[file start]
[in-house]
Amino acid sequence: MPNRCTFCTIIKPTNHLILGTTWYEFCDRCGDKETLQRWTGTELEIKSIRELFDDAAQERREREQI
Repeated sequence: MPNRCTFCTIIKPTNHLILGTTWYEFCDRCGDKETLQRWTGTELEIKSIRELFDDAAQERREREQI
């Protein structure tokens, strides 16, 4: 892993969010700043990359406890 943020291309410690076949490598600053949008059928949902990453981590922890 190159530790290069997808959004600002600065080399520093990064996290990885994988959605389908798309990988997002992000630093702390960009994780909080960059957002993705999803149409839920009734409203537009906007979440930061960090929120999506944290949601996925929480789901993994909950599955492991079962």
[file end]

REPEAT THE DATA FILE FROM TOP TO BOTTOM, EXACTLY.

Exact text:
[in-house]
Amino acid sequence: MPNRCTFCTIIKPTNHLILGTTWYEFCDRCGDKETLQRWTGTELEIKSIRELFDDAAQERREREQI
Repeated sequence: MPNRCTFCTIIKPTNHLILGTTWYEFCDRCGDKETLQRWTGTELEIKSIRELFDDAAQERREREQI
């Protein structure tokens, strides 16, 4: 892993969010700043990359406890 943020291309410690076949490598600053949008059928949902990453981590922890 190159530790290069997808959004600002600065080399520093990064996290990885994988959605389908798309990988997002992000630093702390960009994780909080960059957002993705999803149409839920009734409203537009906007979440930061960090929120999506944290949601996925929480789901993994909950599955492991079962």